Tuesday, November 28, 2006
A three-game mini-road trip saw the Canucks score a gaudy (for them) four goals in Detroit to pull out an overtime win, but then followed that by scoring one goal total in the final two games, which is bad in itself, but the Canucks also gave up a ton of goals, losing 6-0 in Nashville on Thanksgiving (stateside) night, then losing 4-1 in Colorado. The latter loss ran the Canucks' pathetic record against Northwest Division teams to 1-6-1, something that undoubtedly would have to change for Vancouver to even hope about making the playoffs. To compound that mess, Roberto Luongo has zero career wins against Colorado. Points are ever more precious considering how tightly packed the Northwest Division teams are in the standings. However, this game was against Columbus, not long after the Blue Jackets had hired Ken Hitchcock as their new coach. Jesse Schultz was called up to the big club from Manitoba before the game. Pregame ceremonies saw the BC Lions honored for winning the Grey Cup two days beforehand.
With just over six minutes to go, a Mattias Ohlund shot from the high slot was stopped by the chest of Pascale Leclaire, who didn't immediately find it, but covered it up once he did. Inside the final minute, Matt Cooke bounced a centering pass from the left-wing boards to Trevor Linden skating down the slot, who was stopped in close by Leclaire. The rebound went to Cooke at the left hash, who had a wide open net but shot to the blue paint, where Leclaire dove back to cover it up. Vancouver badly outshot Columbus 14-6 in the period. They were 0-for-3 on the power play while Columbus was 0-for-4.
Lukas Krajicek passed up the right side from his own end boards to Jesse Schultz near center, who was creamed into the boards by Ole-Kristian Tollefson. Henrik Sedin had the puck in the neutral zone and centered to Markus Naslund near the red line. Naslund skated across the Columbus blue line with the puck, split two defenders, deked from the forehand to the backhand, and went top shelf to beat Leclaire for a badly needed Vancouver goal.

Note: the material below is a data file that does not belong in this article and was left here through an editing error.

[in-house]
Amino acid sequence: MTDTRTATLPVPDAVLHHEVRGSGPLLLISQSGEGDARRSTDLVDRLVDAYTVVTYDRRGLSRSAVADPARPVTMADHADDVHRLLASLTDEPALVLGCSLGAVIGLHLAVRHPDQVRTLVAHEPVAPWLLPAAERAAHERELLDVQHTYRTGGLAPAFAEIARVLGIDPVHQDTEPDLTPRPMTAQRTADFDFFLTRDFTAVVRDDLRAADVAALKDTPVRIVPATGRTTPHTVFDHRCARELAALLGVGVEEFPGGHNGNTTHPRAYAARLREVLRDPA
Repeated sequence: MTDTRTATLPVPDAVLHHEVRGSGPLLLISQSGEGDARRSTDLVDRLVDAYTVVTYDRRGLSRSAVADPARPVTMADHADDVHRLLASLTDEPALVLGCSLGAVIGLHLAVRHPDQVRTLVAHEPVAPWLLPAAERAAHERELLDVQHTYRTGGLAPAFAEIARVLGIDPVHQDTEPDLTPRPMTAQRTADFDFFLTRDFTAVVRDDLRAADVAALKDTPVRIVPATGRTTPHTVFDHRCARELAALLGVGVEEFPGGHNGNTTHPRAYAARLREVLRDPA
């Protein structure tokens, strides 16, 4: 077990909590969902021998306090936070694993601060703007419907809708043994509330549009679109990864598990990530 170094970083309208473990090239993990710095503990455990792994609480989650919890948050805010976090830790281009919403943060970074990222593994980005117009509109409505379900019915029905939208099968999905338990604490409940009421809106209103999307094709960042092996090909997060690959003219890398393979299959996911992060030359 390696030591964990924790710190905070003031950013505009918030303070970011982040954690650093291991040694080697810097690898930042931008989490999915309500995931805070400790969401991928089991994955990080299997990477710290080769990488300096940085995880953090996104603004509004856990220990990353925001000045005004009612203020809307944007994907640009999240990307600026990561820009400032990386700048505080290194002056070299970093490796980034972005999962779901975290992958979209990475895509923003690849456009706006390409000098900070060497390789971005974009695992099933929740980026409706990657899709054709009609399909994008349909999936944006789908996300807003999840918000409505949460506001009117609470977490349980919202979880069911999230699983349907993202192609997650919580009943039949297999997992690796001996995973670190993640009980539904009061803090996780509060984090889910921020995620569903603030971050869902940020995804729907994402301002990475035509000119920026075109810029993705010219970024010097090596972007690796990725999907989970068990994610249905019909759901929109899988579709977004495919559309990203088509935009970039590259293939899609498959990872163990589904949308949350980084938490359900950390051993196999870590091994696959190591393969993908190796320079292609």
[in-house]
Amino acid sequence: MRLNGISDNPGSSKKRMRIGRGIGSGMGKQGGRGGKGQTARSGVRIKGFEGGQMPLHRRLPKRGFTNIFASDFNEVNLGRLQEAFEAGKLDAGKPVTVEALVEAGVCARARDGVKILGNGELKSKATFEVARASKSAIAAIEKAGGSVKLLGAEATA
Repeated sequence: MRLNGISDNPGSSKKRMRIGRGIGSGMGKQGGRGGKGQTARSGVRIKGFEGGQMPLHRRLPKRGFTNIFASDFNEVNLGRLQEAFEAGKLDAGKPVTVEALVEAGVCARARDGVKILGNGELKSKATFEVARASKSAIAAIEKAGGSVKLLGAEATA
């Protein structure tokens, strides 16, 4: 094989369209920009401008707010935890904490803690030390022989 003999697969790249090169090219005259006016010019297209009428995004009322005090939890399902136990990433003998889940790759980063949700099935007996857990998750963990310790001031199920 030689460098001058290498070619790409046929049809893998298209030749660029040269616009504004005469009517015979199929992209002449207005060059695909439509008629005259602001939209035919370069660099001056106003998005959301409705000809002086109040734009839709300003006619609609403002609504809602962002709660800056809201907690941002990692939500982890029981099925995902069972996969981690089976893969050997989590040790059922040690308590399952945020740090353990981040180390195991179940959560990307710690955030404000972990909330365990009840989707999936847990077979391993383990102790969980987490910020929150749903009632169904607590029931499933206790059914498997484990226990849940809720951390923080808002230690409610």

»» 1, VANCOUVER, Markus Naslund 12 (Henrik Sedin, Kevin Bieksa) 8:49
With just over five and a half minutes to go, Nikolai Zherdev passed from the left hash across to Alexander Svitov, whose shot close was nicely gloved by Luongo. Seconds later, Rick Nash centered from behind the net to Sergei Fedorov mid-slot. Fedorov snapped it through an Anson Carter screen and to the net, where the puck was whistled dead, although it wasn't covered. Video review revealed the puck didn't completely go across the goal line, and it was swept off the goal line by Luongo's blocker. Why play was whistled dead was a mystery. With just over three minutes to go, NHL newbie Jesse Schultz got through on a rush and had a shot stopped. Brendan Morrison skated past the rebound, but Taylor Pyatt had the best chance to get to it, but it bounced past his stick. Cooke took a monster hit from Rostislav Klesla just before the horn to end the period. Vancouver was outshot 10-9 in the period but led 23-16 overall. They were 0-for-2 (0-for-5) on the power play, but so was Columbus (0-for-6).
The Canucks killed three Columbus power plays in the period, including some six-on-four late when Columbus pulled Leclaire from the net. Vancouver outshot Columbus 10-8 (33-24 total). They were 0-for-1 (0-for-6) on the power play while Columbus was 0-for-2 (0-for-8). Luongo stopped all 24 shots he faced in the game.
Three stars -- (1) Luongo, (2) Columbus' Pascale Leclaire, (3) Naslund
H Sedin 0-1-1
There have been many games this year where it seems like every goaltender the Canucks face ends up looking like Patrick Roy or Martin Brodeur. This wasn't an exception, but Pascale Leclaire was simply on fire in the Columbus net.
In the faceoff circle, Vancouver won 22 of 56 (39%) draws. Brendan Morrison won eight of 12, Ryan Kesler won four of 20 (mega-ouch), Josh Green won three of five, and Henrik Sedin won seven of 18. Markus Naslund led the team with five shots, and Lukas Krajicek and Sami Salo had four apiece. Mattias Ohlund shelled out five hits, though he also coughed up the puck twice. Salo blocked four shots and Willie Mitchell blocked a pair.
Since only one goal was scored in the game, the plus-minus is pretty simple. Vancouver had no minus players. The plus players were the ones on the ice for the goal, and they were Ohlund, Kevin Bieksa, Naslund, Daniel Sedin, and Henrik Sedin. All other Canuck skaters were even.
The win pushed the Canucks to a record of 12-12-1 (4-0 overtime, 1-1 shootout), good for 25 points. San Jose has played 25 games as well as the Canucks, and Los Angeles and Anaheim have played 26. All other teams in the Western Conference have games in hand on Vancouver. Edmonton leads the Northwest Division, three points ahead of Vancouver. Minnesota is in second place, one point ahead. Vancouver is in third with Calgary and Colorado both a point back in fourth and fifth with Colorado having one more regulation loss. Anaheim leads the conference with 42 points, Nashville is second with 32, and Edmonton is third with 28. San Jose (36 points), Dallas (32), and Detroit (30) all trail in their respective divisions despite having more points than Edmonton and are therefore fourth, fifth, and sixth, respectively. Minnesota is seventh, Vancouver is eighth, Calgary is ninth, and Colorado is tenth. Vancouver continues a five-game homestand against Anaheim on Thursday night.